First Detailed Look at a Normal Galaxy in the Very Early Universe
January 9, 2014
Mauna Kea, Hawaii – University of Hawaii at Manoa astronomer Regina Jorgenson has obtained the first image that shows the structure of a normal galaxy in the early universe as captured by the W. M. Keck Observatory. The results were presented at the winter American Astronomical Society meeting being held this week near Washington, DC.
The galaxy, called DLA2222-0946, is so faint that it is virtually invisible at all but a few specific wavelengths. It is a member of a class of galaxies thought to be the progenitors of spiral galaxies like our own Milky Way.
These galaxies are known to contain most of the neutral gas that is the fuel for star formation, so they are an important tool for understanding star and galaxy formation and evolution. Discovered and classified over 30 years ago, they have been notoriously difficult to see directly.
Dr. Jorgenson, an NSF Astronomy and Astrophysics Postdoctoral Fellow at the University of Hawaii's Institute for Astronomy, worked with Dr. Arthur Wolfe of the University of California, San Diego. They used the advanced technologies of the W. M. Keck Observatory on Mauna Kea to obtain the first-ever spatially resolved images of a galaxy of this type.
The galaxy was detected with the 10-meter, Keck I telescope fitted with OSIRIS and the Laser Guide Star Adaptive Optics system.
DLA2222-0946 was initially detected not by its own light, but by absorbing some of the light of an even more distant quasar. Galaxies detected in this way are called damped Lyman-alpha systems, or DLAs, based on the specific color of light they absorb due to their copious reservoirs of hydrogen gas.
While thousands of DLAs are now known thanks to the large Sloan Digitized Sky Survey (SDSS), their detection in absorption tells us only about the small part of the galaxy pierced by the background quasar’s light. This is akin to trying to map a fog bank from a single headlight shining through it.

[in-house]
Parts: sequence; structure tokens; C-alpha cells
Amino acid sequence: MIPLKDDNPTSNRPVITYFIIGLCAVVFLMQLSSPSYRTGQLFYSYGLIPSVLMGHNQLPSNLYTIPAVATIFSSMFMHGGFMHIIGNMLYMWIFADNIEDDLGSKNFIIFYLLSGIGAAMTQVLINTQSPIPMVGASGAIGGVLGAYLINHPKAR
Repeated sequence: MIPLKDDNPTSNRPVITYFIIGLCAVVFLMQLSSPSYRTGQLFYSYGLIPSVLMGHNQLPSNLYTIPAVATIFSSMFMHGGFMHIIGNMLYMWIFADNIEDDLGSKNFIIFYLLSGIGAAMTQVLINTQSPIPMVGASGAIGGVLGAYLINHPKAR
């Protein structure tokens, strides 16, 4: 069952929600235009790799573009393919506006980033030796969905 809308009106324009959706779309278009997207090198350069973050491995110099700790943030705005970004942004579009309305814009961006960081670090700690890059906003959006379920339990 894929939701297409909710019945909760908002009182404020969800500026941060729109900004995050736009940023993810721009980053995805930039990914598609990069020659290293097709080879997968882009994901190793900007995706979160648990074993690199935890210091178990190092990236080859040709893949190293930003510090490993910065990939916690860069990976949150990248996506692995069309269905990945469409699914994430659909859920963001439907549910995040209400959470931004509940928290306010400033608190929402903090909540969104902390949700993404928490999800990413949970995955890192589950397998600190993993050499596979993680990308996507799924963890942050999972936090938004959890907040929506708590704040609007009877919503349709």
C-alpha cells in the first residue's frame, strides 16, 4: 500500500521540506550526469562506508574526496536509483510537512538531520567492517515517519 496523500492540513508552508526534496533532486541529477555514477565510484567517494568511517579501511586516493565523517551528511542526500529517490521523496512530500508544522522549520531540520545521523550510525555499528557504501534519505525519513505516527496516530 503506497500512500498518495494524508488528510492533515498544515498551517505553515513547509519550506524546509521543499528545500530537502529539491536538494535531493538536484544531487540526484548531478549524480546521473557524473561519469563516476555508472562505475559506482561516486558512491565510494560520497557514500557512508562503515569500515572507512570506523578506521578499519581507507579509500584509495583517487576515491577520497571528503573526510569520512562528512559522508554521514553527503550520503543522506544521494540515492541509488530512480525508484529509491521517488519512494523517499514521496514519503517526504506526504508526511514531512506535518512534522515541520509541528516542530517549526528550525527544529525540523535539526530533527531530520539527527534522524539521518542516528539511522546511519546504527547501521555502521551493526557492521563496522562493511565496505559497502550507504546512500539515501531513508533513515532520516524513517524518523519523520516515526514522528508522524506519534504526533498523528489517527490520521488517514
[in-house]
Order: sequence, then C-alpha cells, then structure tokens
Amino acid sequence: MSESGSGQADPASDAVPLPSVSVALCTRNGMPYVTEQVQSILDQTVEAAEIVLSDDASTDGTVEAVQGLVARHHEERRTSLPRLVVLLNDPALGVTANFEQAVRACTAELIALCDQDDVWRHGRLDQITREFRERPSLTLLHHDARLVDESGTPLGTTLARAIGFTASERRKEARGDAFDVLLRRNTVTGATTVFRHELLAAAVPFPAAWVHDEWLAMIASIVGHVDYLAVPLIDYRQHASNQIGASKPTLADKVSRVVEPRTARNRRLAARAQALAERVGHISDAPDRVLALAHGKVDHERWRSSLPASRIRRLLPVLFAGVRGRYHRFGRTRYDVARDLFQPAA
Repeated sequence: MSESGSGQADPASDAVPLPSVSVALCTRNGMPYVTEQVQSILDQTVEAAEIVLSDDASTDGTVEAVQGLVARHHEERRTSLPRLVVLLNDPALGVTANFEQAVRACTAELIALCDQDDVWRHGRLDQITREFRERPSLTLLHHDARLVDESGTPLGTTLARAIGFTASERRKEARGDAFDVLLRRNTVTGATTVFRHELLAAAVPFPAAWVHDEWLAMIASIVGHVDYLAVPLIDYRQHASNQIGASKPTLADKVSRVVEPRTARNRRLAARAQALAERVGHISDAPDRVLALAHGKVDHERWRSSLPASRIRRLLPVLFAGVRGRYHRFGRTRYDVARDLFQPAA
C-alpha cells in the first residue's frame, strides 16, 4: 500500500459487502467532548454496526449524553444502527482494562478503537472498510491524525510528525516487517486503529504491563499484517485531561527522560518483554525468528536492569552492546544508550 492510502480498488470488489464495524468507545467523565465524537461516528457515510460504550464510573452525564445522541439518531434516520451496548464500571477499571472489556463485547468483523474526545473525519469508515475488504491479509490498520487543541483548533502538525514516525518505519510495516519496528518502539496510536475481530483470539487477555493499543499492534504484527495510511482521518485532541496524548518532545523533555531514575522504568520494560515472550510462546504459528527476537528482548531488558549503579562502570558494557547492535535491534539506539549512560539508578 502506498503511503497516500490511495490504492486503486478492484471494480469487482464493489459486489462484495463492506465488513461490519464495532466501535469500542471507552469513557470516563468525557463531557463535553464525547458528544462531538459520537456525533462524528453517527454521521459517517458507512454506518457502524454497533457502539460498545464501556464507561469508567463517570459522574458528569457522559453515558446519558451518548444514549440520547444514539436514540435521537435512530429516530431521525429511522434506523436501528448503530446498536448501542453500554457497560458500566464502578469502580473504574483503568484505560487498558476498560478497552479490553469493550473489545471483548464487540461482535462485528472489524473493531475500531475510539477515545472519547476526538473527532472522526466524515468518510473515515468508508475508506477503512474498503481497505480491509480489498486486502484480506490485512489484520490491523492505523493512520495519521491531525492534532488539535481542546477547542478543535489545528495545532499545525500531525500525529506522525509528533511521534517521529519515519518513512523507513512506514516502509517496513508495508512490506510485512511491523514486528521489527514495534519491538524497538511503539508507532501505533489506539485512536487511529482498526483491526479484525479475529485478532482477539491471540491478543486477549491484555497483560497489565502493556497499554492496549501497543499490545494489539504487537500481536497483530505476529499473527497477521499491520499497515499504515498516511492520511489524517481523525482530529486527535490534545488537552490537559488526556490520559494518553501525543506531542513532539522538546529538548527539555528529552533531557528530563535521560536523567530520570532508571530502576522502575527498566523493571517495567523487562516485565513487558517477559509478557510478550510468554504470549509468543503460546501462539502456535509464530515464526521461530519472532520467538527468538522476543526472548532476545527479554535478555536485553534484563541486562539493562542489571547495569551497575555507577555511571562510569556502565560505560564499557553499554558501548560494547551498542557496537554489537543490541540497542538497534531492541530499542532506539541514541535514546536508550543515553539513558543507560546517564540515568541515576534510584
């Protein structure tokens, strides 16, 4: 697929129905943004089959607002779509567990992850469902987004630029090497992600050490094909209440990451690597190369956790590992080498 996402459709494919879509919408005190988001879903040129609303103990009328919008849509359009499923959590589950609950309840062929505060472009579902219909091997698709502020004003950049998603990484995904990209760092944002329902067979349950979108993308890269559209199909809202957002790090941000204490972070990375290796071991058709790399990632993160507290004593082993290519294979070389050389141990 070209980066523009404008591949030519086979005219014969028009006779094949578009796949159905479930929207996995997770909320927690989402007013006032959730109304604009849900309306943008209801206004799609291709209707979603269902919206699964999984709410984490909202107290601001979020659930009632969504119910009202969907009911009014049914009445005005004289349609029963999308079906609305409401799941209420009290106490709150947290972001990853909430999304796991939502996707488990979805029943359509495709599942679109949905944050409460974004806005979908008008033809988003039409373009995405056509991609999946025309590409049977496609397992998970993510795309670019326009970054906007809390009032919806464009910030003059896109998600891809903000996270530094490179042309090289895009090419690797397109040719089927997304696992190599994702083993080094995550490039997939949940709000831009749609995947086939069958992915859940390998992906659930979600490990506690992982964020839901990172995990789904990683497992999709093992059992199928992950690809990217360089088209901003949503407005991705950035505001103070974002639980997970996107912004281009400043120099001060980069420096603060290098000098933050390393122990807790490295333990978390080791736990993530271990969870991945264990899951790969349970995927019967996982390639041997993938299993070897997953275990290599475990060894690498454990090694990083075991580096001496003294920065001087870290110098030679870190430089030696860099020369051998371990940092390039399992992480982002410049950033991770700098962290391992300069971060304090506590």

A full understanding of the distant galaxy requires a direct detection, which had eluded astronomers until now.
“These galaxies are extraordinary for being ordinary—they represent normal types of galaxies, rather than the brightest, extreme, and most rapidly star-forming galaxies that are typically observed at these redshifts,” Dr. Jorgenson explained. “But this normalcy makes them nearly impossible to detect directly from the light they give off because first, that emission is relatively weak, and second, the bright background quasar used to find the galaxy hampers the detection of fainter foreground emission from the galaxy itself.”
The galaxy is located at a redshift of 2.354, which corresponds to a time when the universe was about 20 percent of its current age, about 10.8 billion years ago. This time in the universe’s history was a key period of galaxy formation, and hence observing typical galaxies from this time will potentially provide great insight into the relevant physical processes.
Determining exactly how galaxies such as these, which are essentially massive reservoirs of neutral gas, turn that gas into stars is a key missing piece of the star and galaxy formation puzzle.
A preprint of the paper, which will be published in the Astrophysical Journal, can be found at the arXiv website at: http://arxiv.org/abs/1311.0045.
OSIRIS, the OH-Suppressing Infrared Imaging Spectrograph, is an "integral field spectrograph." The instrument works behind the adaptive optics system, and uses an array of lenslets to sample a small rectangular patch of the sky at resolutions approaching the diffraction limit of the 10-meter Keck Telescope. OSIRIS records an infrared spectrum at each point within the patch in a single exposure, greatly enhancing its efficiency and precision when observing small objects such as distant galaxies. It is used to characterize the dynamics and composition of early stages of galaxy formation.
The W. M. Keck Observatory operates the largest, most scientifically productive telescopes on Earth. The two, 10-meter optical/infrared telescopes on the summit of Mauna Kea on the Island of Hawaii feature a suite of advanced instruments including imagers, multi-object spectrographs, high-resolution spectrographs, integral-field spectroscopy and world-leading laser guide star adaptive optics systems. The Observatory is a private 501(c) 3 non-profit organization and a scientific partnership of the California Institute of Technology, the University of California and NASA.